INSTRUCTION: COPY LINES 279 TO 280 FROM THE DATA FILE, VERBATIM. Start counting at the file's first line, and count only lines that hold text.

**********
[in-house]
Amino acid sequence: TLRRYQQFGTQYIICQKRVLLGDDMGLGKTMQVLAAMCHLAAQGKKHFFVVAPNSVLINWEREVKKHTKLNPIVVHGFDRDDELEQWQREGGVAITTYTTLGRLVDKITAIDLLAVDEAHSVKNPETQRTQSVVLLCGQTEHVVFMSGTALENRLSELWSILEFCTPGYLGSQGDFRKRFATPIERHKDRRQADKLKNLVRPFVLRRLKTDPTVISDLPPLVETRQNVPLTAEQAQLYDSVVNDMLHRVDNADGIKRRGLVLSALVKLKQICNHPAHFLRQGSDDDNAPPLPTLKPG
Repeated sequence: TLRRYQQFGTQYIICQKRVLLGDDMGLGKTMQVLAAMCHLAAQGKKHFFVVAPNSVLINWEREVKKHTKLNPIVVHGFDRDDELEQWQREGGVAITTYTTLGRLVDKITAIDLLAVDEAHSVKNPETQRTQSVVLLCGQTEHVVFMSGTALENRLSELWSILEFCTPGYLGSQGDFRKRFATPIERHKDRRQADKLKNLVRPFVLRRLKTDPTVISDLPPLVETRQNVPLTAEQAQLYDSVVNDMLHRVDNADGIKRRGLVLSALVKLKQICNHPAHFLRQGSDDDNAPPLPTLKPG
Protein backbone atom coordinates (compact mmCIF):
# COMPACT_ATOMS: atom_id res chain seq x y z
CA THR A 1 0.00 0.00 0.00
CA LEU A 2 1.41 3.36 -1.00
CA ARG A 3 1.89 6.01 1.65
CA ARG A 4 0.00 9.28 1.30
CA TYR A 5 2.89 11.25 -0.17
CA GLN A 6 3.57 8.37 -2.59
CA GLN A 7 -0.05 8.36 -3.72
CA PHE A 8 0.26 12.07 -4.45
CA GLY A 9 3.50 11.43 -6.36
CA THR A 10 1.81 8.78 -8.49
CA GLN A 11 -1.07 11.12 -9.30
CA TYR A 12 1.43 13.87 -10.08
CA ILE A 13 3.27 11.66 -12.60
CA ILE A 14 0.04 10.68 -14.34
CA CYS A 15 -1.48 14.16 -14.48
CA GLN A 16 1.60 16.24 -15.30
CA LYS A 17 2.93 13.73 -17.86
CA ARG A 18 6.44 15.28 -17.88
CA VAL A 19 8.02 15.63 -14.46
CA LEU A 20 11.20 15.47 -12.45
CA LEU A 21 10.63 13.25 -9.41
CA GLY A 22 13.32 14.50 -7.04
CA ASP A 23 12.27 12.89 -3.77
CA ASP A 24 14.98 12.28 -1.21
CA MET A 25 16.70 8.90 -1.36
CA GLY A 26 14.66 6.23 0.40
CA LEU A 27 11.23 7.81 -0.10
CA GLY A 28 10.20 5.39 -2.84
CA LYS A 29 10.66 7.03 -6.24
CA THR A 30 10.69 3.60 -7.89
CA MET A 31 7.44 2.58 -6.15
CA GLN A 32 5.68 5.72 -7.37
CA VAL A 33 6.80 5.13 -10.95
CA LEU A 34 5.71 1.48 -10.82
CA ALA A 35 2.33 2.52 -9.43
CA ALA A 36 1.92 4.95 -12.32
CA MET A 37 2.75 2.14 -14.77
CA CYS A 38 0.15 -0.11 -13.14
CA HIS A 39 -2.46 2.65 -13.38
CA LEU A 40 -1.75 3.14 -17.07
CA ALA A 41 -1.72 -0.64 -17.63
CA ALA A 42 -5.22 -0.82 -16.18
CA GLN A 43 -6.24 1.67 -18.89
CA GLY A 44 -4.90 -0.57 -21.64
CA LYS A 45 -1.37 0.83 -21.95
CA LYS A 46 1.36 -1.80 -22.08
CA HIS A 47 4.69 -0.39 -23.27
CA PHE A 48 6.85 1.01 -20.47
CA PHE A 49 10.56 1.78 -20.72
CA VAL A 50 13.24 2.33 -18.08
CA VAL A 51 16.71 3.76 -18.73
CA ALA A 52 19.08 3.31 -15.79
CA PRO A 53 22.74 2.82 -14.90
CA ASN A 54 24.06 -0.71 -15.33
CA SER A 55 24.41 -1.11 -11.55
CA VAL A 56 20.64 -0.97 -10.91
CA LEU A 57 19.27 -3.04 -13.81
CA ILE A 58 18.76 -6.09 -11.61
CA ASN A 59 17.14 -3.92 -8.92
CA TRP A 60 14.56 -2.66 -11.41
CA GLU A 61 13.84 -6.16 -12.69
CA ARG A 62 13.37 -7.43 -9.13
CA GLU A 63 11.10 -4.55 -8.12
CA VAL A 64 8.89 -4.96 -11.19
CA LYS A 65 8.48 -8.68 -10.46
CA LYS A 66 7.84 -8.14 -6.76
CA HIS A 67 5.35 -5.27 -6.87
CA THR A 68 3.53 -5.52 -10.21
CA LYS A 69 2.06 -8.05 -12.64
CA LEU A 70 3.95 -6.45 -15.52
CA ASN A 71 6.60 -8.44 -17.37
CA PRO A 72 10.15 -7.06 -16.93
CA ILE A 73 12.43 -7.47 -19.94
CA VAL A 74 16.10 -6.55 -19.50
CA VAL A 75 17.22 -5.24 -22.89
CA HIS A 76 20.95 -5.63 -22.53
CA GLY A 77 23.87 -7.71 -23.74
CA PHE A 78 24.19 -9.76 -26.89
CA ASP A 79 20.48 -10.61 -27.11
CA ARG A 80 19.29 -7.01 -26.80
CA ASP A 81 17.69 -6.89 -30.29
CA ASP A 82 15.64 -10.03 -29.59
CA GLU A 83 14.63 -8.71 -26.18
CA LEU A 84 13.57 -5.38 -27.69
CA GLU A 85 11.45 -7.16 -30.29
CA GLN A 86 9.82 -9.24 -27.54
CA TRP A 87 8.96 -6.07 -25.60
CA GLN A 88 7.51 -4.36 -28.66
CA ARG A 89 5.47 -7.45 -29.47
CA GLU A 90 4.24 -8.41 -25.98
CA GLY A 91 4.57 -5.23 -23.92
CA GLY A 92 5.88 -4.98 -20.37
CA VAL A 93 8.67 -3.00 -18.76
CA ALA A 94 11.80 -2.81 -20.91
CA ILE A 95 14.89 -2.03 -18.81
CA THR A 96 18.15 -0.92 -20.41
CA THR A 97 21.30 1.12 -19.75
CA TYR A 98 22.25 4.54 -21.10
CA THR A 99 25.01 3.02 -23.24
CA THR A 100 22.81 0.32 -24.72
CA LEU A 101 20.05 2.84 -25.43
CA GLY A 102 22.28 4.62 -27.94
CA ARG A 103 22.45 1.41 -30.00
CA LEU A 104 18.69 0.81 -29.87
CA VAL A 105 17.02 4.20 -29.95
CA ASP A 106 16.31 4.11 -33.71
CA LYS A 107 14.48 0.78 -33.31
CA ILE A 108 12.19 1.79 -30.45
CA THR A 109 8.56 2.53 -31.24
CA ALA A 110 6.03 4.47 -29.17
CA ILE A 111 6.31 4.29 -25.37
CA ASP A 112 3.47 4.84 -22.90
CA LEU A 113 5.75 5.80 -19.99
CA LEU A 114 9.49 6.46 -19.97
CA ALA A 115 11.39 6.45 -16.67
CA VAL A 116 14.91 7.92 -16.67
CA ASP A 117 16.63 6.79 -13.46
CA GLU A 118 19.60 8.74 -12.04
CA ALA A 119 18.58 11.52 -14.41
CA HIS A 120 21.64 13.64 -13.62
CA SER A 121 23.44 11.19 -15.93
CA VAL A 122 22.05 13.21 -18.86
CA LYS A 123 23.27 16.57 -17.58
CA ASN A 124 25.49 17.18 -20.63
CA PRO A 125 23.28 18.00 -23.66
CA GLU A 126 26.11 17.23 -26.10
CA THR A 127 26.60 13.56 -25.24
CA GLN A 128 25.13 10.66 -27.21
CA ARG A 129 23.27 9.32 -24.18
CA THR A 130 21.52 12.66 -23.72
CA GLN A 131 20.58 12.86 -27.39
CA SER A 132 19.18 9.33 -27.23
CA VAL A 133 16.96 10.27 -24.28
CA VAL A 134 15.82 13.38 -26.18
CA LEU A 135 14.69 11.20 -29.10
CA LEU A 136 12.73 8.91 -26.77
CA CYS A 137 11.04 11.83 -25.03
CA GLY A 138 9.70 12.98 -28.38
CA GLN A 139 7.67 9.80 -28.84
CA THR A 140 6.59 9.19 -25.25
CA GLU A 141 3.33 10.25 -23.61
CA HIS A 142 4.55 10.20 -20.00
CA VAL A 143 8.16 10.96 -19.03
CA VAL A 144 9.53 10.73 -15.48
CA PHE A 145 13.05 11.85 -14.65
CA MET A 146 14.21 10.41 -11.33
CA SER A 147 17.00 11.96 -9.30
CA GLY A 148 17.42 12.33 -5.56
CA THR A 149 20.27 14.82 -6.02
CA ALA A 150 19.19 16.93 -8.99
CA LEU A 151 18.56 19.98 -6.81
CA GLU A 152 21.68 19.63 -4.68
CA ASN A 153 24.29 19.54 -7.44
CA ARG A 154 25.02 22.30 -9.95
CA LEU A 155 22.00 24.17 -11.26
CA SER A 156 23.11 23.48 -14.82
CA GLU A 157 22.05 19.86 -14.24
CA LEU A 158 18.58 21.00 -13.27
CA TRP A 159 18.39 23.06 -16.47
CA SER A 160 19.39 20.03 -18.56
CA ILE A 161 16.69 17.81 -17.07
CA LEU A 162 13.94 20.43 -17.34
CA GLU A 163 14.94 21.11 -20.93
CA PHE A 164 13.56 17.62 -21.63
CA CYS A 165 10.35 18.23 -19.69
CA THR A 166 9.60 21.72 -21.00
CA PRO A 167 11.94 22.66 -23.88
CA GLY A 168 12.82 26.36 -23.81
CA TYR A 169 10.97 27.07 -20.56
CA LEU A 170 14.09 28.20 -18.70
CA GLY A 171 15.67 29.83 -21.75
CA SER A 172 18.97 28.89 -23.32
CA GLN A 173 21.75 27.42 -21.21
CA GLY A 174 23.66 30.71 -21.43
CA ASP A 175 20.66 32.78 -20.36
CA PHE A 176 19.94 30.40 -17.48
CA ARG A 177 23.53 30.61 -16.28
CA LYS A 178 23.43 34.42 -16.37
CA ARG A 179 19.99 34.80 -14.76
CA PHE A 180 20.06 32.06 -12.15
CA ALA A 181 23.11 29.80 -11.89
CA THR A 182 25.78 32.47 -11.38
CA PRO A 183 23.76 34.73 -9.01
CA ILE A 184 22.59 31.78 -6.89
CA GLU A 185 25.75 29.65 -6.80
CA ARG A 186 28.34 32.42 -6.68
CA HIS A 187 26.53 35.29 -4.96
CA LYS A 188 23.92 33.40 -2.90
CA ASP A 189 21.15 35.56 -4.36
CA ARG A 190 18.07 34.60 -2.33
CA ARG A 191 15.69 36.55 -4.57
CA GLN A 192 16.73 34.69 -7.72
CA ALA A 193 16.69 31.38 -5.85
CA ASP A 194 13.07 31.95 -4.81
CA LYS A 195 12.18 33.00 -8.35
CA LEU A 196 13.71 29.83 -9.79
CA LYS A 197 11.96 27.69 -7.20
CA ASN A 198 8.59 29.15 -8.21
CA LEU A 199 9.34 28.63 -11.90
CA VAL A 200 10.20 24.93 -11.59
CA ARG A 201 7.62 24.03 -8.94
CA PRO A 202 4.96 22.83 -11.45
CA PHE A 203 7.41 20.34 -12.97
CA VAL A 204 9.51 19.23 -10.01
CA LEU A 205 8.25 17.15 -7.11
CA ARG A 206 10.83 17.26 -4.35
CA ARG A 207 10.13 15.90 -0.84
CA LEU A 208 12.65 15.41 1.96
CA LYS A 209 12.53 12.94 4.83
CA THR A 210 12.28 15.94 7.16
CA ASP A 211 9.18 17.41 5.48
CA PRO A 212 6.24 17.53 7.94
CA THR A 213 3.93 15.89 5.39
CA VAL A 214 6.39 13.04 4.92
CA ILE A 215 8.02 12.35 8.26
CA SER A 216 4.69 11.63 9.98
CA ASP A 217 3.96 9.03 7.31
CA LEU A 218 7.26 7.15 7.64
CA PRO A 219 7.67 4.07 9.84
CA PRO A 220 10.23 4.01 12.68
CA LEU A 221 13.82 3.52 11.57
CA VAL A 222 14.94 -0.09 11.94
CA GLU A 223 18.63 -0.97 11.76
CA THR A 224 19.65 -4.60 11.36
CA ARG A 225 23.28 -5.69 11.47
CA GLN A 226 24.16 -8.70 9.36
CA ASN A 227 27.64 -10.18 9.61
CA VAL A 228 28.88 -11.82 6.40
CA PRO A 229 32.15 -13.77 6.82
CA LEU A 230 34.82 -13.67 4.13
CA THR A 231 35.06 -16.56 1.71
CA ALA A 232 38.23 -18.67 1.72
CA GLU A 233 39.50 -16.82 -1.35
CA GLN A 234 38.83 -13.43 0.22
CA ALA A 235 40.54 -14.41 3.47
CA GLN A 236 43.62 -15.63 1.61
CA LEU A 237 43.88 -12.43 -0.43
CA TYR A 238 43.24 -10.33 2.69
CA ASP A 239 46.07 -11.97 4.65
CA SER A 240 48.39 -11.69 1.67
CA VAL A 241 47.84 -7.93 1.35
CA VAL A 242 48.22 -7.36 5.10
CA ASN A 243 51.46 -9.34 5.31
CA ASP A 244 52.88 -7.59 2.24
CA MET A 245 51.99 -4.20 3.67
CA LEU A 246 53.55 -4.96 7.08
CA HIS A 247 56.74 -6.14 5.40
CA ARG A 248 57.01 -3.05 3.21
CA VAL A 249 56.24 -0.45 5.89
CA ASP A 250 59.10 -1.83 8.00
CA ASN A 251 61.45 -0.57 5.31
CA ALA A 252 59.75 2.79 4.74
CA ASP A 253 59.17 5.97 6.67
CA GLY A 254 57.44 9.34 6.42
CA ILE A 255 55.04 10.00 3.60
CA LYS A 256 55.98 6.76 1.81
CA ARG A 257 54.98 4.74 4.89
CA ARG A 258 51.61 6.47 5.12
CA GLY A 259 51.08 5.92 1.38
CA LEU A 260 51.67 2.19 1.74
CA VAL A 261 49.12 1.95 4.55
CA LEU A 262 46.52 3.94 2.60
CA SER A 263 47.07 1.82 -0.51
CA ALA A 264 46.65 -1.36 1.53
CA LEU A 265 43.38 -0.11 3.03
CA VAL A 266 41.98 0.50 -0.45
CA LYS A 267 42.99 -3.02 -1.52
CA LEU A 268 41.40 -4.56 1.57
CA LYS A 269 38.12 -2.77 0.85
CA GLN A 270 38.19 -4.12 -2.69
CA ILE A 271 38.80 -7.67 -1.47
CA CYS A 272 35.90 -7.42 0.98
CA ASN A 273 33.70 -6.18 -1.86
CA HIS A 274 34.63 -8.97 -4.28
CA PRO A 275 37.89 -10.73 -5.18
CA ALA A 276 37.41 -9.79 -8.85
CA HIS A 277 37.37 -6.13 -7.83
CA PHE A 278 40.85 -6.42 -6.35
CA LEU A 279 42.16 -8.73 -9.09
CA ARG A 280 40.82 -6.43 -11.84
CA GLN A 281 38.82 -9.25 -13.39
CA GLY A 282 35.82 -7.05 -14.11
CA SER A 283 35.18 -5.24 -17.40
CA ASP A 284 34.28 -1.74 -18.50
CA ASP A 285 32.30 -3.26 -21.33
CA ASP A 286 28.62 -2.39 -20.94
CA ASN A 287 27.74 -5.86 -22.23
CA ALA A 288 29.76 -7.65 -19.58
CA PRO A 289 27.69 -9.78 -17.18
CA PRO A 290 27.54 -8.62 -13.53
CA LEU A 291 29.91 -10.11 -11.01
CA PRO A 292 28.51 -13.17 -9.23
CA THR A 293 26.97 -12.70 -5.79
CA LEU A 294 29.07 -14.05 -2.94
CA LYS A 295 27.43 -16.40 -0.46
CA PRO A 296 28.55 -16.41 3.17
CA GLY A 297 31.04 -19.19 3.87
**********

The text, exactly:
CA HIS A 274 34.63 -8.97 -4.28
CA PRO A 275 37.89 -10.73 -5.18